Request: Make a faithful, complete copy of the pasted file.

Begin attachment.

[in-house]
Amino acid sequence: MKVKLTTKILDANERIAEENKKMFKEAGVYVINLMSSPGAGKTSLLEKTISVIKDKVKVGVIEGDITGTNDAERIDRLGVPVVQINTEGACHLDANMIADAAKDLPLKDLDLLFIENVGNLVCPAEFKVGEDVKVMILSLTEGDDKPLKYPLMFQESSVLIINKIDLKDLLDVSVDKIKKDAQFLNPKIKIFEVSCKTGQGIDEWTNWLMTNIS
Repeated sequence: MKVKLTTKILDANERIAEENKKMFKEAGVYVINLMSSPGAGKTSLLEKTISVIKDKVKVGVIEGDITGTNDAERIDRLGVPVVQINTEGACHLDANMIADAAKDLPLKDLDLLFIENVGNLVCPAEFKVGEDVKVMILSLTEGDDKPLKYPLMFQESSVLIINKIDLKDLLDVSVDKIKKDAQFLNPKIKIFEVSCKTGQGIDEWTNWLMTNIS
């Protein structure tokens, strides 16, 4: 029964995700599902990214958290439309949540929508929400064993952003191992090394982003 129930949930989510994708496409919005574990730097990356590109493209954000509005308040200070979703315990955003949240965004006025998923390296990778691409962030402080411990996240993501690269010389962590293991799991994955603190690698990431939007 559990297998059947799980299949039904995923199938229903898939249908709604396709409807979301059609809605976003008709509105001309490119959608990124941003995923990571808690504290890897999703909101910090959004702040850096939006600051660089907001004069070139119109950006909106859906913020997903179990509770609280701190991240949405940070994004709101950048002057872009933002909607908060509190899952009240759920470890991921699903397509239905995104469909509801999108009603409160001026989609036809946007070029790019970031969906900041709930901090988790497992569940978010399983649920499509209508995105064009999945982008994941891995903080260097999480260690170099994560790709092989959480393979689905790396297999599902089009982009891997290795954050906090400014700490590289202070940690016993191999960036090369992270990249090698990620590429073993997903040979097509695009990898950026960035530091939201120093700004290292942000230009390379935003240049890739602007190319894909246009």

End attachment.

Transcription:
[in-house]
Amino acid sequence: MKVKLTTKILDANERIAEENKKMFKEAGVYVINLMSSPGAGKTSLLEKTISVIKDKVKVGVIEGDITGTNDAERIDRLGVPVVQINTEGACHLDANMIADAAKDLPLKDLDLLFIENVGNLVCPAEFKVGEDVKVMILSLTEGDDKPLKYPLMFQESSVLIINKIDLKDLLDVSVDKIKKDAQFLNPKIKIFEVSCKTGQGIDEWTNWLMTNIS
Repeated sequence: MKVKLTTKILDANERIAEENKKMFKEAGVYVINLMSSPGAGKTSLLEKTISVIKDKVKVGVIEGDITGTNDAERIDRLGVPVVQINTEGACHLDANMIADAAKDLPLKDLDLLFIENVGNLVCPAEFKVGEDVKVMILSLTEGDDKPLKYPLMFQESSVLIINKIDLKDLLDVSVDKIKKDAQFLNPKIKIFEVSCKTGQGIDEWTNWLMTNIS
């Protein structure tokens, strides 16, 4: 029964995700599902990214958290439309949540929508929400064993952003191992090394982003 129930949930989510994708496409919005574990730097990356590109493209954000509005308040200070979703315990955003949240965004006025998923390296990778691409962030402080411990996240993501690269010389962590293991799991994955603190690698990431939007 559990297998059947799980299949039904995923199938229903898939249908709604396709409807979301059609809605976003008709509105001309490119959608990124941003995923990571808690504290890897999703909101910090959004702040850096939006600051660089907001004069070139119109950006909106859906913020997903179990509770609280701190991240949405940070994004709101950048002057872009933002909607908060509190899952009240759920470890991921699903397509239905995104469909509801999108009603409160001026989609036809946007070029790019970031969906900041709930901090988790497992569940978010399983649920499509209508995105064009999945982008994941891995903080260097999480260690170099994560790709092989959480393979689905790396297999599902089009982009891997290795954050906090400014700490590289202070940690016993191999960036090369992270990249090698990620590429073993997903040979097509695009990898950026960035530091939201120093700004290292942000230009390379935003240049890739602007190319894909246009």